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“Built into this project is an ‘open-source’ approach to participation […] social media becomes a tool that turns individuals into more than just audience members observing a piece of artwork: They become participants, artists, revolutionaries”
Mallory Nezam, organizer, in Forecast Public Art
For decades, activists have stenciled bodies on sidewalks and streets in order to remind us of violent acts that state institutions often attempt to quickly usher out of sight and out of mind. Besides its low cost, chalk tagging is also easy, fast, and unlikely to be seen as illegal. #ChalkedUnarmed began in 2014 as a way for people to raise awareness of police brutality. Participants use chalk to draw outlines of bodies, along with the names and dates of death of unarmed black men and women killed by the police. They then post images of these drawings to social media with the hashtag #ChalkedUnarmed. In this way, the project combines a tactic that is accessible, physical, and local with the networked reach of social media.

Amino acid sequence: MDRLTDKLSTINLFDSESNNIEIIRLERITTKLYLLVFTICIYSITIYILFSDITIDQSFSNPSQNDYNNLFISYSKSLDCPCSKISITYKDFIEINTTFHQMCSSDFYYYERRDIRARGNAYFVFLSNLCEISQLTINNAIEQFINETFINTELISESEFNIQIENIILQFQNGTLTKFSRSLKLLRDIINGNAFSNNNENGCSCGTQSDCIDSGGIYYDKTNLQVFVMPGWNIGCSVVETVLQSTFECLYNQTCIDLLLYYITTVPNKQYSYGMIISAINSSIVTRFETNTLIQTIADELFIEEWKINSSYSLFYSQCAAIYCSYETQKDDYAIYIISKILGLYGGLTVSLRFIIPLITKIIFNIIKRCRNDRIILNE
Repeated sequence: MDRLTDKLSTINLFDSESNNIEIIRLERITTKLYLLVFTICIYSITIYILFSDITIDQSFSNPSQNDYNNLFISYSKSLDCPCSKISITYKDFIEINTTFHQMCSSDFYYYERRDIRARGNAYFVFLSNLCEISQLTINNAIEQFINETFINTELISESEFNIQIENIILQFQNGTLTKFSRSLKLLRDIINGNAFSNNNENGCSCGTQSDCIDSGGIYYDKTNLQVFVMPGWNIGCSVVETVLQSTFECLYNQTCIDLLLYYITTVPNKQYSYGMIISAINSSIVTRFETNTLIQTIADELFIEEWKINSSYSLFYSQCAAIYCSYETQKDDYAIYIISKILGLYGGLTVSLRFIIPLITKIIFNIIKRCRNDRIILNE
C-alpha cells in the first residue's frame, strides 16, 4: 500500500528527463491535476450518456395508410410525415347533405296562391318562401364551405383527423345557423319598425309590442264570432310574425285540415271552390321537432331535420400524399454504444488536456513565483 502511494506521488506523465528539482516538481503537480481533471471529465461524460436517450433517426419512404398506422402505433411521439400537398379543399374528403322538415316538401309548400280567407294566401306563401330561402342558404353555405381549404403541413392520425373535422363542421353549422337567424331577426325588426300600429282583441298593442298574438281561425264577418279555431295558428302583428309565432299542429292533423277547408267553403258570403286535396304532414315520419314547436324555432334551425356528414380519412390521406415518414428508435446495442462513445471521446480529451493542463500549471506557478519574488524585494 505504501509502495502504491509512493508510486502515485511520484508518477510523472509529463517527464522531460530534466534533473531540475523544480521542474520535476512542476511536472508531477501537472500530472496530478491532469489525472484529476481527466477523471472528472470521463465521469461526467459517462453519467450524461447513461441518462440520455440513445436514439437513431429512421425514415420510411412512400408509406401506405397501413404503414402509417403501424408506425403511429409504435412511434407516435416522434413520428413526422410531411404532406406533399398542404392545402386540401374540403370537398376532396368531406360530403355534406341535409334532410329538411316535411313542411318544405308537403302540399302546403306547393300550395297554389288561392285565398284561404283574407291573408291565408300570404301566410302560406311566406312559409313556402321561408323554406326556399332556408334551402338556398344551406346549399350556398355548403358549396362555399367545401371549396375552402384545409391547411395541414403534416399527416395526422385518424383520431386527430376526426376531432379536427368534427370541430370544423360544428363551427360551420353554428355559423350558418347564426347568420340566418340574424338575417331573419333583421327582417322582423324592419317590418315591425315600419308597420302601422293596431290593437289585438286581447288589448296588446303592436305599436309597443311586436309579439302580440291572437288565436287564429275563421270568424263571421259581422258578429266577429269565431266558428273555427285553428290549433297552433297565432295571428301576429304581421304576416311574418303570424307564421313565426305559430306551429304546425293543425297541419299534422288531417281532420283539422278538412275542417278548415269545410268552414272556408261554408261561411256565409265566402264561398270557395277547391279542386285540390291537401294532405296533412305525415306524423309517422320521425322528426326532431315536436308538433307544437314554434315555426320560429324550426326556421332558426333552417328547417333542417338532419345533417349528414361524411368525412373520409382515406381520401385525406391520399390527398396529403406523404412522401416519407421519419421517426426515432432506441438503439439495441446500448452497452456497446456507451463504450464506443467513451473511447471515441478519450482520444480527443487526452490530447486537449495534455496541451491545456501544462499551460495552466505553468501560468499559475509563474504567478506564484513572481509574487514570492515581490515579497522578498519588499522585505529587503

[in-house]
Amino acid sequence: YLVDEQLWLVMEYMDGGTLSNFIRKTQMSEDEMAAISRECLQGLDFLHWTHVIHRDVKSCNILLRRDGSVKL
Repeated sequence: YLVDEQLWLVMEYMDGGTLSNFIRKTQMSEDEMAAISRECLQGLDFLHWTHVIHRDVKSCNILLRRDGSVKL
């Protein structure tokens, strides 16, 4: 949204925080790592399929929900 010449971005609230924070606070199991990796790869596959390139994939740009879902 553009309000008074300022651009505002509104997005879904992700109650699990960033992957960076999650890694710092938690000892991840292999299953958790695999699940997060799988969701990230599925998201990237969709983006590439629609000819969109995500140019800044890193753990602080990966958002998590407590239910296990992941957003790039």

The physical chalk outlines serve as a visible reminder of oppression, and of communities’ commitment to remember and combat acts of violence; they annotate spaces as sites of both loss and resistance. Online, #ChalkedUnarmed documents the pervasiveness of police brutality across the country, while linking communities in solidarity.
Header images from St. Louis Magazine.